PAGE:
While side effects associated with chromium appear to be rare, excess chromium consumption may cause problems (27).
There is one report of kidney, liver and bone marrow damage in a person who took 1,200 mcg to 2,400 mcg of chromium for several months; in another report, as little as 600 mcg for six weeks was enough to cause damage.
Researchers note that these adverse reactions are extremely rare, and may be attributed to these individuals having other health problems that predisposed them to such adverse reactions.
There are also several concerns about the picolinate form of chromium altering levels of neurotransmitters. Experts warn that supplementation should not be taken by individuals with depression, bipolar disorder or schizophrenia without first consulting with a treating physician.
Certain medications may interact with chromium supplementation. These include beta-blockers, corticosteroids, insulin and NSAIDS (28).
The maximum safe dosage of chromium for women who are pregnant or nursing and for those with severe liver or kidney disease has not been established.
The U.S. National Academy of Sciences has established the Recommended Daily Allowances for chromium as 50–200 micrograms daily for adult men and women (29).
Due to possible health concerns and side effects, however, it is best to first consult with a medical professional before taking chromium supplementation.
Chromium is an essential mineral that’s plays a vital role in regulating glucose metabolism and enhancing the action of insulin.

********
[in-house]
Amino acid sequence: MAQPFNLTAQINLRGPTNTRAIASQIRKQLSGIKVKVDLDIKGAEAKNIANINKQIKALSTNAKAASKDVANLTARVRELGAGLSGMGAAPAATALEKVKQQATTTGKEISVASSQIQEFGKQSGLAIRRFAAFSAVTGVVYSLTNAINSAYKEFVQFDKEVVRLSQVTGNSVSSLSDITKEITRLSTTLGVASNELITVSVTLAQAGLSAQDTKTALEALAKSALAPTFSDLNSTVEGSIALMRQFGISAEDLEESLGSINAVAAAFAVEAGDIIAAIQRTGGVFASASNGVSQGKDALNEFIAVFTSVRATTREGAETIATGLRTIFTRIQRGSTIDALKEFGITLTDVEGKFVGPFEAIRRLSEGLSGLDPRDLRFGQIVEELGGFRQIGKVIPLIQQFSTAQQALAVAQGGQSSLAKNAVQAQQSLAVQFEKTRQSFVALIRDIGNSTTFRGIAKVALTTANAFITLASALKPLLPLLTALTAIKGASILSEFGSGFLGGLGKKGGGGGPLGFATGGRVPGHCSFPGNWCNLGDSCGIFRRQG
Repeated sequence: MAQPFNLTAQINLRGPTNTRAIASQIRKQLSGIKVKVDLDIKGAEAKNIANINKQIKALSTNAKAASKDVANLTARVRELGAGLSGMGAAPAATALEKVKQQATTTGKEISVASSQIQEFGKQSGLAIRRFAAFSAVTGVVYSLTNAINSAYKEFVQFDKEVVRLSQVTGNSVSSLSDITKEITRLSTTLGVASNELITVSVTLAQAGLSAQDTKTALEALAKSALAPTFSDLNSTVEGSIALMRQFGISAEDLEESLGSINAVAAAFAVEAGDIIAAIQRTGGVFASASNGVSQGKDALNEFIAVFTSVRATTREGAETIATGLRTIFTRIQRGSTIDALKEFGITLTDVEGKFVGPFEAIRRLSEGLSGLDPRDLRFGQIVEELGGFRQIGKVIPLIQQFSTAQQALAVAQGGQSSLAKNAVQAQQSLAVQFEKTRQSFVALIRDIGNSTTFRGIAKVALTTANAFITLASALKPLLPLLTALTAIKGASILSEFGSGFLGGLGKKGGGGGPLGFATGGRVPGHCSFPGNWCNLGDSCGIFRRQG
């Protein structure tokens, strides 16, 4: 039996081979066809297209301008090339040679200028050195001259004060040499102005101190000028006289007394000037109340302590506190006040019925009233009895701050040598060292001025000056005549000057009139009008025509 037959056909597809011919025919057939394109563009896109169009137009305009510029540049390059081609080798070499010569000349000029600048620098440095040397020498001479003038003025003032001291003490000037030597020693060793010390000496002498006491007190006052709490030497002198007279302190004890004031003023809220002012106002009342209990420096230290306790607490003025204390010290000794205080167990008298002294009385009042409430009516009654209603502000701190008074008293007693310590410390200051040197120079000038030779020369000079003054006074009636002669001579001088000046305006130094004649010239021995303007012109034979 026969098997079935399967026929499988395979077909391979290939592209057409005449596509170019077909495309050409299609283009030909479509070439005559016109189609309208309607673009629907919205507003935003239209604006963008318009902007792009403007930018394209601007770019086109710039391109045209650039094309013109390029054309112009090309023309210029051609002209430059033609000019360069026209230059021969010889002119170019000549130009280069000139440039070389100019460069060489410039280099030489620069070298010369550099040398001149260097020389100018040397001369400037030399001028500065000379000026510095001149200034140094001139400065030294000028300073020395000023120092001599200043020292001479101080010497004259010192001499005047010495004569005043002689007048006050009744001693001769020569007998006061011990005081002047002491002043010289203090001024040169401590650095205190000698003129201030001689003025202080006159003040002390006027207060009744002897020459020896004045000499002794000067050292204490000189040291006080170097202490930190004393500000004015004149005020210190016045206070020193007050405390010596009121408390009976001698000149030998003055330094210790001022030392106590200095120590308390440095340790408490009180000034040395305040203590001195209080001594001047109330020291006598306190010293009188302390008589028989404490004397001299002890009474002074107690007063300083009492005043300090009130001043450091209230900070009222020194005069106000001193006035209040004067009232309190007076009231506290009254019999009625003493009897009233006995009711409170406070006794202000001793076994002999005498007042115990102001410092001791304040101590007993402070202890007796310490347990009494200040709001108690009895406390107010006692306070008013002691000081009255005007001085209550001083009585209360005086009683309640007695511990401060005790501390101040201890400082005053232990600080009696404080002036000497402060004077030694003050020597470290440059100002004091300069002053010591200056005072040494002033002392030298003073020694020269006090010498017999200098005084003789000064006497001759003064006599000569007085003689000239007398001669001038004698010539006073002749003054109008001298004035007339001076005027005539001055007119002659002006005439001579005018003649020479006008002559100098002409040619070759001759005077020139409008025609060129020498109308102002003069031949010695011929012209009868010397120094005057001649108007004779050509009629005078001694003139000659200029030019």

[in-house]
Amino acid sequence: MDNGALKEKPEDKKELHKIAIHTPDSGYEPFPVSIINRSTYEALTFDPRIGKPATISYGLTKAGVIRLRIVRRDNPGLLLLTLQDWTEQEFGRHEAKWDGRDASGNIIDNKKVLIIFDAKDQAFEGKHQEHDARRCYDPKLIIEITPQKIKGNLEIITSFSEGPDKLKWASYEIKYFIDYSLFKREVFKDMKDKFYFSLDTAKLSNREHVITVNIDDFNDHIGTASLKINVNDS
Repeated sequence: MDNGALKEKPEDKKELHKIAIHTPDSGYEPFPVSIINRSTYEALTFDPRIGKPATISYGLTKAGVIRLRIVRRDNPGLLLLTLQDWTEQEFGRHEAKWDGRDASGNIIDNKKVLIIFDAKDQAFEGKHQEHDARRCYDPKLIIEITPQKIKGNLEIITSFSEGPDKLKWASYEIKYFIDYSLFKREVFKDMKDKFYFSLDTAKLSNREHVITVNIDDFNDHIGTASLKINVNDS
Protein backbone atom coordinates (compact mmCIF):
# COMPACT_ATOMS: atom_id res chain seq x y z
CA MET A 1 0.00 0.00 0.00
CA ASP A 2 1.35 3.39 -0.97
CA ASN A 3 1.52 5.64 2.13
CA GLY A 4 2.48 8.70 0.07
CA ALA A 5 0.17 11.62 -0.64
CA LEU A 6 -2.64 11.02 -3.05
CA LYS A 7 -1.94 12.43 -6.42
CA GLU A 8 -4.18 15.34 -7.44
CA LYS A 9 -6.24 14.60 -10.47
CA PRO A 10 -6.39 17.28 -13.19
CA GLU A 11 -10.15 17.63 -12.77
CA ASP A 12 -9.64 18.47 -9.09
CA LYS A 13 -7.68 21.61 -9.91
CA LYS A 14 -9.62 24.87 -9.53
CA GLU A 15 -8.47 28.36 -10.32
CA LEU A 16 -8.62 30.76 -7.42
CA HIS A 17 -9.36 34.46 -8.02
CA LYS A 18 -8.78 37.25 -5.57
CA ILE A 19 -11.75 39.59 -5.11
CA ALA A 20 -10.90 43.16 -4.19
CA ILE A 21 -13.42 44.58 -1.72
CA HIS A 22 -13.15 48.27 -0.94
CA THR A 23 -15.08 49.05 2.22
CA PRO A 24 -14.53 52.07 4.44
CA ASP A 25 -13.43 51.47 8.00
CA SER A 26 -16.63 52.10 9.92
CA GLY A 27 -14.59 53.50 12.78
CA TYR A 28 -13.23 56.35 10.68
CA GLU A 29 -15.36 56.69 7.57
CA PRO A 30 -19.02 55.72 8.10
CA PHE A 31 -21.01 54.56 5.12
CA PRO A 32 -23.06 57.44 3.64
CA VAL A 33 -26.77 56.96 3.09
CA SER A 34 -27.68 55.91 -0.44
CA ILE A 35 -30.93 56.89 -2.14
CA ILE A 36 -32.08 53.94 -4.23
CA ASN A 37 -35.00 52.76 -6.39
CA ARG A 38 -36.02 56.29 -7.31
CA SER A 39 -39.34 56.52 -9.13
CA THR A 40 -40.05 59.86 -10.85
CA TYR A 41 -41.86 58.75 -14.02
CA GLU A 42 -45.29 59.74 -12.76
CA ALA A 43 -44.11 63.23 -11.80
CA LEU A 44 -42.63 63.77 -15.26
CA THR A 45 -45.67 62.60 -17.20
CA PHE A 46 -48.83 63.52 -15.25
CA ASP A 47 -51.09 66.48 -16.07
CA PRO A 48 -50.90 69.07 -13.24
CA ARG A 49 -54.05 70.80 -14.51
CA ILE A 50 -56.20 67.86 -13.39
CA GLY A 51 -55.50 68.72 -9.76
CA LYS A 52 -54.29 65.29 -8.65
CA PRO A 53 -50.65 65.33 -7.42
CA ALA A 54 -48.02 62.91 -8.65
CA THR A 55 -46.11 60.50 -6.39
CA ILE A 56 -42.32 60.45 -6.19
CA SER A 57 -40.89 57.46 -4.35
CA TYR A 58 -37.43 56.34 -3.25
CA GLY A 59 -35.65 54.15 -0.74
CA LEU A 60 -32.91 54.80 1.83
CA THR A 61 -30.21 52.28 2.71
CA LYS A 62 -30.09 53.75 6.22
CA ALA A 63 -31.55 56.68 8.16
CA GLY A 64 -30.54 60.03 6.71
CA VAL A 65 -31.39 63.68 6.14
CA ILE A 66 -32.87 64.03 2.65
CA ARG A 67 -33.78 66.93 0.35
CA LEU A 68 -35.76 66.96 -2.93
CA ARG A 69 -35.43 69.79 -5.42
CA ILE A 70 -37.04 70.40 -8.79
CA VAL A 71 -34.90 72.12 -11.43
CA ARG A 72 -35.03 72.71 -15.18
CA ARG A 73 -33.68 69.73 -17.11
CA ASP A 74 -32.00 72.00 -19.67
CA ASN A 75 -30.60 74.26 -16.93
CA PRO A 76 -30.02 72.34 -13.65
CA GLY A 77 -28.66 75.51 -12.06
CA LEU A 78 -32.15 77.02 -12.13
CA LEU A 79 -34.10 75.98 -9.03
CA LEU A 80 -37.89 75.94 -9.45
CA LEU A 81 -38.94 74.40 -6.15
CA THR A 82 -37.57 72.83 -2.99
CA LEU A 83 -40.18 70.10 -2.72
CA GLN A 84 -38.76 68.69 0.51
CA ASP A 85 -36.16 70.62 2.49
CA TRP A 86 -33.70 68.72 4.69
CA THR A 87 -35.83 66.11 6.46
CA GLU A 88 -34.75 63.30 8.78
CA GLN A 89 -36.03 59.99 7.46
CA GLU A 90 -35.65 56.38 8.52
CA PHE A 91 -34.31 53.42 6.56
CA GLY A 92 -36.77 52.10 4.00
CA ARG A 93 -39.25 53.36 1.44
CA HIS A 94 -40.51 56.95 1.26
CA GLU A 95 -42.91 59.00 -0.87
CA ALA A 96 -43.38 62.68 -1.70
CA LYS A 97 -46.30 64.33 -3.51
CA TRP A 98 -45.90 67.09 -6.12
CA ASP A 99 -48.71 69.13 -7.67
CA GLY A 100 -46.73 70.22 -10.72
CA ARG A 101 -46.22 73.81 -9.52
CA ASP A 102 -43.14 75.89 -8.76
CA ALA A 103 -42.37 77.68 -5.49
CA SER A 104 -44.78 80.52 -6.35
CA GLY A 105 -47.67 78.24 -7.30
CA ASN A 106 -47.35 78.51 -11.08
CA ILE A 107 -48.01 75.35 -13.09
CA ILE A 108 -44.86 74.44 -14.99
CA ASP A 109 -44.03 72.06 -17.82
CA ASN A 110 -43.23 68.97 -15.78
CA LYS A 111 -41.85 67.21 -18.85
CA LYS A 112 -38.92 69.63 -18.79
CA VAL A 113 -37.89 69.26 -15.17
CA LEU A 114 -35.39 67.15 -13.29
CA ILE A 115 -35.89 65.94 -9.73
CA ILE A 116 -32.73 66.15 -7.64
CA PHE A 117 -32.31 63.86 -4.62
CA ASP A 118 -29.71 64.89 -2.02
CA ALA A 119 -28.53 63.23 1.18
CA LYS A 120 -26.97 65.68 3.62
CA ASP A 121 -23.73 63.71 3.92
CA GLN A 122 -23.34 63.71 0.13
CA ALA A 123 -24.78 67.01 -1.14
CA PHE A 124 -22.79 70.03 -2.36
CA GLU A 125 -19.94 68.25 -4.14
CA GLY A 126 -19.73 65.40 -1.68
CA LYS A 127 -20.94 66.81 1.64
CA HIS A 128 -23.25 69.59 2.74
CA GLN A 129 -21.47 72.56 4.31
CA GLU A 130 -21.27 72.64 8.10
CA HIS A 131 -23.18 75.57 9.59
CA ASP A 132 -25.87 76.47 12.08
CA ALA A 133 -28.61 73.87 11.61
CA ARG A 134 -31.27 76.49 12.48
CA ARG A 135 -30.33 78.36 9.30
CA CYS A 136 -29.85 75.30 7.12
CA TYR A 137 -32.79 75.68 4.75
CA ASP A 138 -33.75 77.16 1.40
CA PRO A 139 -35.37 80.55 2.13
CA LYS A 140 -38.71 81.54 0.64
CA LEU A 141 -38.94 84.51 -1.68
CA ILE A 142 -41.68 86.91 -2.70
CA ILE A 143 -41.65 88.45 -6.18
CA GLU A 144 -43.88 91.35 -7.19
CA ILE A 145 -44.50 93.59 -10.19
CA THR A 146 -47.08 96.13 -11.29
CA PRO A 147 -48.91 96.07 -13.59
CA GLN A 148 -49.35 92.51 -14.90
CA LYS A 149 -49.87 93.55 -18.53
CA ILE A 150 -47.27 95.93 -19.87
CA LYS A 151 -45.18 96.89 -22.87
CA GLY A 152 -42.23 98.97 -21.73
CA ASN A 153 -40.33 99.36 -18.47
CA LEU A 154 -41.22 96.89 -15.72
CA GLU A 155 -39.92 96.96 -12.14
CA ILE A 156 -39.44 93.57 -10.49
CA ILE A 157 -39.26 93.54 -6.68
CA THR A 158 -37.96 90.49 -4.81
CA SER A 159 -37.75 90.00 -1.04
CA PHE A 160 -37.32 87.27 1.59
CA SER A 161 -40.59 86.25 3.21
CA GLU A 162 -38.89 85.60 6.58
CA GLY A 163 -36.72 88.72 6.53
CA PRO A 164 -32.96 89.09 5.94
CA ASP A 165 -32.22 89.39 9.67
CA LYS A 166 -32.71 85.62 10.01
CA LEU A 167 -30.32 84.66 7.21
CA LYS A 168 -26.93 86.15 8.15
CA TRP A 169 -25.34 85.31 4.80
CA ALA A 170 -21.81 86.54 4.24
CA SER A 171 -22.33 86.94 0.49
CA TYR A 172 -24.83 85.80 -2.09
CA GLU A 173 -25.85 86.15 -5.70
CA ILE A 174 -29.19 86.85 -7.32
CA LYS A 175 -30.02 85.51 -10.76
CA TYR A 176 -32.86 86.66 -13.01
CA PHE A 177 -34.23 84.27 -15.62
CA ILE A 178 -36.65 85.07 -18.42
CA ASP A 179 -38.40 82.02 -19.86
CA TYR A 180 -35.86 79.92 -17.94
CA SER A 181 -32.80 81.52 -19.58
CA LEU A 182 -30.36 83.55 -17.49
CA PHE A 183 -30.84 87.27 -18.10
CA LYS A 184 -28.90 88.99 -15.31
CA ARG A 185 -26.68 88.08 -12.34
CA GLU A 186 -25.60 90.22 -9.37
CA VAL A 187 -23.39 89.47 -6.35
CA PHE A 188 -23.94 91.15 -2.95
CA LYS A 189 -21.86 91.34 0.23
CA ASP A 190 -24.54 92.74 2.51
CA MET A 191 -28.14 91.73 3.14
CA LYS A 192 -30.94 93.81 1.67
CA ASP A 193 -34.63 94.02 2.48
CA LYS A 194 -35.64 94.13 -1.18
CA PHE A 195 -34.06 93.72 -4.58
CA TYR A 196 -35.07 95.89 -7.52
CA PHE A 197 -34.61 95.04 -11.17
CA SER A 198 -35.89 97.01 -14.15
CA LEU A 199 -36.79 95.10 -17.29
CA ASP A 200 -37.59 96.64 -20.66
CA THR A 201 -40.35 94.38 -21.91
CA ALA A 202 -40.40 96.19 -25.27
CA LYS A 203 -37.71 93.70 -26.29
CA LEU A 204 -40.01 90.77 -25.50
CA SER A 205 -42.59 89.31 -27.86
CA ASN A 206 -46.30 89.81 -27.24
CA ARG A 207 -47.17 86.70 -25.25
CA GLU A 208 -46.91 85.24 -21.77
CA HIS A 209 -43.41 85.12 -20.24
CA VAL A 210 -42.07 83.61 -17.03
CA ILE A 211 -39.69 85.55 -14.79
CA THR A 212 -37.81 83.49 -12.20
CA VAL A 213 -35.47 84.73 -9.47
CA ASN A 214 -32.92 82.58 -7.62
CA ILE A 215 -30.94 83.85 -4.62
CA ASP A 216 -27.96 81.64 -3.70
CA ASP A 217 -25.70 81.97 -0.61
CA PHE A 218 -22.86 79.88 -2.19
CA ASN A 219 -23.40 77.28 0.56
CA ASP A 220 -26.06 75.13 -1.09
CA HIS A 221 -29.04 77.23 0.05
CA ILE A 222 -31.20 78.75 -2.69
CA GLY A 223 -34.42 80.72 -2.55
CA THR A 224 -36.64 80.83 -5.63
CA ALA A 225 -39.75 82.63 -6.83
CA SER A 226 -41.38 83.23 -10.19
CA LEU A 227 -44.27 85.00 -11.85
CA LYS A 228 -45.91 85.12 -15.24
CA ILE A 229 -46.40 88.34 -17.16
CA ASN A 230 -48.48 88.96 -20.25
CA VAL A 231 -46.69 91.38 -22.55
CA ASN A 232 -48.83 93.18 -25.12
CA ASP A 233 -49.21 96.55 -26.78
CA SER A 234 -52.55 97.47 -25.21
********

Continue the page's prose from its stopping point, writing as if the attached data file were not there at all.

It is naturally found in some foods and a severe deficiency is rare. Since chromium influences insulin action and glucose metabolism, researchers theorized that chromium supplementation is efficacious for the treatment of diabetes. However, studies have yielded conflicting results.
While some studies show that chromium supplementation improves glucose metabolism and the serum lipid profile in patients with or without diabetes, other studies indicate little to no effect at all.
Much more evidence is needed to understand the role of chromium supplementation in treating diabetes as well as to better understand the potential mechanism of action in treating other conditions.
Chromium is also being studied for its potential cardioprotective effect and ability to raise HDL (good) cholesterol, as well as treat polycystic ovarian syndrome and binge eating disorder.
Due to possible dangerous side effects and interactions with other drugs, it is best to first consult with a medical professional before taking chromium supplementation.